Matthew Bronfman spoke on his experience with Jamestown Properties, including their tradition of sourcing capital from Germany. He says that even with poor relations between President Trump and Angela Merkel, capital continues to flow into the US, driven by high returns. He also spoke about owning Chelsea Market, where they started leasing space at $10/sf and grew it to $300/sf. Keys to success with non-commodity assets such as Chelsea Market and Ghirardelli Square, Bronfman suggests, are making the tenant sticky through branding the space within the firm and always seeking a value-add component to drive up net income.

 

Bronfman likes and wants to work in some secondary markets but is almost exclusively in Tier 1 markets because of deal size. Secondary markets, he explains, offer smaller deals and these smaller deals have the same pursuit and due diligence costs of the large deals. To effectively deploy their large amount of capital, scale is needed. He argues that the best market and asset class for dry powder these days are Washington, D.C. and multifamily. This is because D.C. hasn’t fully recovered from the recession and hasn’t created a tech/creative hub yet, and because we need to solve the affordability crisis in housing.

 

Two major signs that caused Bronfman to sell a majority of his core assts just before the GFC are not present today. These include losing bids to 90-95% leverage and underwriting unrealistic rates for vacant space. An interesting story he shared was that when selling a mixed-use property, he was advised not to sign a tenant into the commercial space because prospective buyers would underwrite the space more aggressively than current market rate.

 

Looking forward, Dr. Eppli asked Bronfman for his opinion on cap rate trends. Bronfman replied that he believes cap rates have already increased about 50 bps on large assets. However, he does not believe cap rates will increase much more as a result of the sufficient supply of capital. On a related note, he is noticing more competition and bidding wars on large scale assets because of the need to deploy large amounts of capital.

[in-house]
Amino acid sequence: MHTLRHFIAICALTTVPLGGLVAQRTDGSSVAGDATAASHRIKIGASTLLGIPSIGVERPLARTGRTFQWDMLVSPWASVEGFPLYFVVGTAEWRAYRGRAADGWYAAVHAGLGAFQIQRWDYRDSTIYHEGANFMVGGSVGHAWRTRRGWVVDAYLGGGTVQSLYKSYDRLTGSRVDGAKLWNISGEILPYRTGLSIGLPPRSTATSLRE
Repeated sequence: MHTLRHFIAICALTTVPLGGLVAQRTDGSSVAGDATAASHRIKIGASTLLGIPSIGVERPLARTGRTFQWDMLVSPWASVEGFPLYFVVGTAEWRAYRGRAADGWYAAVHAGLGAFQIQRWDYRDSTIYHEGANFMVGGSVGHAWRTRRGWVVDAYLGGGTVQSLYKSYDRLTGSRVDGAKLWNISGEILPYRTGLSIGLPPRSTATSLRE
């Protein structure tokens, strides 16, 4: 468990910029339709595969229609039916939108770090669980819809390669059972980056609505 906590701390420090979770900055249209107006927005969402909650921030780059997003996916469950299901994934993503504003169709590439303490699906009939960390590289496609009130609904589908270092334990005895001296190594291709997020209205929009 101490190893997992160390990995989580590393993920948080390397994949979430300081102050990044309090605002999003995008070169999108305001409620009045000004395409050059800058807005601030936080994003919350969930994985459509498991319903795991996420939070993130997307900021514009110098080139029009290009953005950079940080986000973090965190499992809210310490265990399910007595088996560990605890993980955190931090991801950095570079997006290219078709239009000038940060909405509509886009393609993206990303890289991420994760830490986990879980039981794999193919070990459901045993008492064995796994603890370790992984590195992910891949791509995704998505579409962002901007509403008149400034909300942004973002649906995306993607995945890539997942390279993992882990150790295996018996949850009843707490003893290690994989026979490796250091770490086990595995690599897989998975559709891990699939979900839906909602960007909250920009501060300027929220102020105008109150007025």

Concurrent Sessions: “What’s in Store for Retail” and “Debt, Equity, Alternative Financing and the Evolution of the Capital Stack”

The future of retail is a hot topic in real estate circles today and was discussed at length by members of CBRE and Brixmor Property Group Inc., moderated by Scott Crowe, the Chief Investment Strategist at CenterSquare Investment Management. Main takeaways were that selling a commodity isn’t enough because the internet made it simple, experiences including food and beverage are today’s strongest anchor tenants, tenants want shorter term leases and the fitness industry is demonstrating high growth.

 

A great turnout packed the room for a discussion on alternative financing methods, and attendees were impressed by the discussion between very qualified representatives from CBRE, Mesa West Capital and Northwood Investors LLC.


   


Alumni Luncheon

The luncheon this year set the stage for an update on the UW Madison Real Estate Program. The newly appointed Real Estate Department Chair, Tim Riddiough, shared with alums an update on new initiatives within the Program.  He announced that they will be bringing back the international real estate course, including a student trip, led by Instructor Joe Walsh.  The department is also working on plans to offer the MS program in 2019 and is exploring plans to organize a PE fund to be managed by MBA students, similar to the AREIT program currently offered.  Following the update on the Program, the Wisconsin Award was presented to Michael Shannon, Chairman of KSL Capital Partners.

 

   


Stories and Insights from Veteran Real Estate Entrepreneurs

A panel of four real estate entrepreneurs shared their experiences in the final session of the conference. Topics discussed included why each panel member decided to start their own firm, navigating capital raising and partnerships.


Motivations for starting their own firm were different for each panel member.  The panel also discussed how they went about raising the first round of capital for their business. They mentioned needing to give concessions to get that first round and have full discretion of where to place it as well as putting down hard personal money to tie up a deal to buy more time to raise funds. An echoed point from panel members was that partnerships in the business benefited from complementary skillsets.

 

Conference Closing

After the final session with veteran entrepreneurs, attendees networked on the Memorial Union Terrace. Many attendees also stayed on campus Saturday for the Wisconsin vs BYU football game. A packed two days of events lead to a beneficial and enjoyable conference for all who attended.